Yup; the Internet is screwed up.
don at bowenvale.co.nz
Sun Jun 12 04:09:21 CDT 2011
On 12/06/2011 1:02 p.m., Owen DeLong wrote:
>>> On Jun 11, 2011, at 15:16, Jeroen van Aart<jeroen at mompl.net> wrote:
>> Randy Bush wrote:
>>> some of us try to get work done from home. and anyone who has worked
>>> and/or lived in a first world country thinks american 'broadband' speeds
>>> are a joke, even for a home network.
>> I understand, but I was referring to the average home internet connection. But even for work 100Mbps seems a bit overkill for most purposes. Whole offices work fine with a "mere" bonded T1 at 10Mbps. Admitted it's symmetrical and is more stable. But regarding speed it's quite a bit slower than the mentioned 100Mbps home internet.
> Depends on the office and the user profile at home. I would be very unhappy and so would my coworkers behind a bonded T1 at 10 Mbps. However, I do admit I think my 70 Mbps at home will probably be adequate for a few years to come.
Some may find this of interest: http://home.bowenvale.co.nz/wp/apps.gif
http://forums.whirlpool.net.au/forum-replies.cfm?t=1515155 (Is there an
NBN Killer App? - Australians talking about what they might use the FTTH
With respect to home v's office, 100 v's 10...
Applications such as back up may not even be attempted online in an
office, which is why 10mbit is fine.
As I said earlier, BIR is what 100mbit is about.
In an office you have computers on for 8 hours a day. With QoS you can
push data out in a controlled way. For example, when you send a 10mb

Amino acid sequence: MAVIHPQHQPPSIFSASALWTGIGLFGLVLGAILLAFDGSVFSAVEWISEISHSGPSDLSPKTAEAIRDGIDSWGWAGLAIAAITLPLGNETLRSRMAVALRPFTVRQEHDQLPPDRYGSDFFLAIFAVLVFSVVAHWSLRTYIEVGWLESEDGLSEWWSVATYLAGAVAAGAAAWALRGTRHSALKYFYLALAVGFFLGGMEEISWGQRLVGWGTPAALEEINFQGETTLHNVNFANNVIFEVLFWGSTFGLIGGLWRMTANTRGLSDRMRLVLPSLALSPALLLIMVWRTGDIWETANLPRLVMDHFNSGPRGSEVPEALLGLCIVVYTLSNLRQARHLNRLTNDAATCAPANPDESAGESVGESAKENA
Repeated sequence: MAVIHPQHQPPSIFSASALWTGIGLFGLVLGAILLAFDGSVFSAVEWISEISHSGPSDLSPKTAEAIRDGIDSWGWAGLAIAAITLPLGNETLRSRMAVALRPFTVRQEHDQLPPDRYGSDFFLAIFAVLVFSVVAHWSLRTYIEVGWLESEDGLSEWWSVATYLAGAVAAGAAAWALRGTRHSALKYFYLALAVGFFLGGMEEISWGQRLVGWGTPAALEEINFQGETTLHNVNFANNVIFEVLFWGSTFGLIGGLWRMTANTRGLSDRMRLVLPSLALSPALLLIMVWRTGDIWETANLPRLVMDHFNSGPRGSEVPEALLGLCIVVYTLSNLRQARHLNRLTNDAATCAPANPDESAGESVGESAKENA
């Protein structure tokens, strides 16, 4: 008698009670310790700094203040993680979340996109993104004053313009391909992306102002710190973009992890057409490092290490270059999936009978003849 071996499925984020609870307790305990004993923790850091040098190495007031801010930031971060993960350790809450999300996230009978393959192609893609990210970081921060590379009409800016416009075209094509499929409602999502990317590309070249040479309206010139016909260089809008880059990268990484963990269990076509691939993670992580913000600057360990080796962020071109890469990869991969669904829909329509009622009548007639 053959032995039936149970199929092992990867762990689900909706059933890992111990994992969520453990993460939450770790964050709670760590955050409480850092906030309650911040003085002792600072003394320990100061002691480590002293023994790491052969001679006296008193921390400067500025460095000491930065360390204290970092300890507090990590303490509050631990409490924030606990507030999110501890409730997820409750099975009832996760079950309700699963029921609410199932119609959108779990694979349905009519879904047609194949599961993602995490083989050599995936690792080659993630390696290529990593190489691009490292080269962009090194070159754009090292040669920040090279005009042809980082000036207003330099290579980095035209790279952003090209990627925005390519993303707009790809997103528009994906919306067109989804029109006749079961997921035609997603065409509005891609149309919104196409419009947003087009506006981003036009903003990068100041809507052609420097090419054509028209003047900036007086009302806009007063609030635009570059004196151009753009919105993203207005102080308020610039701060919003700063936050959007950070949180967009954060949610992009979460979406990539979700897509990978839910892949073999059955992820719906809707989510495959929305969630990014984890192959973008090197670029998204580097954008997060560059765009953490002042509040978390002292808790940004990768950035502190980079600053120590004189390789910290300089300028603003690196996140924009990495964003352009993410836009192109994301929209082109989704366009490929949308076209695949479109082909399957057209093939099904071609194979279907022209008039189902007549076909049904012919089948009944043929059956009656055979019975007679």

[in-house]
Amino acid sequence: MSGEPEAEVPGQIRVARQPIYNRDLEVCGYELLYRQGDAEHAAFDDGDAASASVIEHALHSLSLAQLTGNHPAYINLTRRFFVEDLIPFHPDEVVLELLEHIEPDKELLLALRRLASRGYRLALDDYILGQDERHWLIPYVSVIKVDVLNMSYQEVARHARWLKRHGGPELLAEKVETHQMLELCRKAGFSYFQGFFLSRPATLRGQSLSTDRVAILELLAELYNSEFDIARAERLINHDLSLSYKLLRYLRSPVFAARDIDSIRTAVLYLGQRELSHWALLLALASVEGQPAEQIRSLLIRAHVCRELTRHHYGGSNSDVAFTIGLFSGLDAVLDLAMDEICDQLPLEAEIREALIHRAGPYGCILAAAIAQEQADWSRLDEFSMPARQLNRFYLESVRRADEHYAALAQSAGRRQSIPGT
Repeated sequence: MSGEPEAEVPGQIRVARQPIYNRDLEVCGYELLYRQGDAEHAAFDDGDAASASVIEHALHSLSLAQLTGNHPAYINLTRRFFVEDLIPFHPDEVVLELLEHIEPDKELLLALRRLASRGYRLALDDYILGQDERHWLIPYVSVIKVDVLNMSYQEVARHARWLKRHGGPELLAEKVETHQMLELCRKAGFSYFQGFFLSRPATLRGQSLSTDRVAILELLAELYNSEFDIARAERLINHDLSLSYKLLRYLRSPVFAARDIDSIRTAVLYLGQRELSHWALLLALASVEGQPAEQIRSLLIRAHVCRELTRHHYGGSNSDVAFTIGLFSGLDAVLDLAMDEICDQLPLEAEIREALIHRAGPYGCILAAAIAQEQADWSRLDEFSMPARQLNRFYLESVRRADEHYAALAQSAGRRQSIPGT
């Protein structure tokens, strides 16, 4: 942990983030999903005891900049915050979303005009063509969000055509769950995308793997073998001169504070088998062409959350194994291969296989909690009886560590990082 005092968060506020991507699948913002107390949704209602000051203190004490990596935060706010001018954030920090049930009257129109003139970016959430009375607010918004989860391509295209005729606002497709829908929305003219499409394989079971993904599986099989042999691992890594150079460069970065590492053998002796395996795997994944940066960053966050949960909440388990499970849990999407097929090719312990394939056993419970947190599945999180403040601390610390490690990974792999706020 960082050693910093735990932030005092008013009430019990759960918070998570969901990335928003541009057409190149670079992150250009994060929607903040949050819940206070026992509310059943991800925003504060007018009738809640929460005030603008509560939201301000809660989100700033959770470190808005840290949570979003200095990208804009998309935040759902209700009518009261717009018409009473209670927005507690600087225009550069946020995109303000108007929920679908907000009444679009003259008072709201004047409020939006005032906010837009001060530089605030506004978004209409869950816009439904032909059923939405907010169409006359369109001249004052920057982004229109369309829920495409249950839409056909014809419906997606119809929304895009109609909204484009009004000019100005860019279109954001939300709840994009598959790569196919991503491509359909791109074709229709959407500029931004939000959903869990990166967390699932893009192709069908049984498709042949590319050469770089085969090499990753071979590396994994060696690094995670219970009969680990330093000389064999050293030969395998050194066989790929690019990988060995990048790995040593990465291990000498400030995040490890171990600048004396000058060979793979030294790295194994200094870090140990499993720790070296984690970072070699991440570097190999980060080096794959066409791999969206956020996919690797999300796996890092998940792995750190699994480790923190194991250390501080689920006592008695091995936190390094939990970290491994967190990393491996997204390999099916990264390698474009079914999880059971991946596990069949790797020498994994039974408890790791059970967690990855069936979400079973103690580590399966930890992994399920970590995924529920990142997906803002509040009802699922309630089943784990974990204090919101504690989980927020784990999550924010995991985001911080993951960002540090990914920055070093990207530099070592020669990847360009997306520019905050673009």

email, it transfers to the office mail server 'instantly' and is then
streamed out at what ever speed the QoS is letting port 25 run at.
At home when you send 10mb it goes direct to the ISPs SMTP server and
saturates the uplink while that's happening or QoS slows it down and the
customer has to wait while their computer 'sends' the message.
BIR is also about user experience. We know that when we give users a
better experience they stay longer.
See: http://home.bowenvale.co.nz/wp/sam where Sam Morgan talks about
making sure that TradeMe.co.nz is fast so that users will stick about
and use it more.
At work you have limited choice. If it's slow, but you have to use it,
then you will. Where as at home if it's slow, you'll give up and go
read a book.
Also at home we're more likely to make massive volumes of content, for
example a simple photo shoot with your kid on your new digital camera
can chew up 1gb in minutes (my 10mpx camera uses 1gb --> 220 shots which
I can shoot off at a birthday party without even trying).
How often do businesses produce that volume of content?
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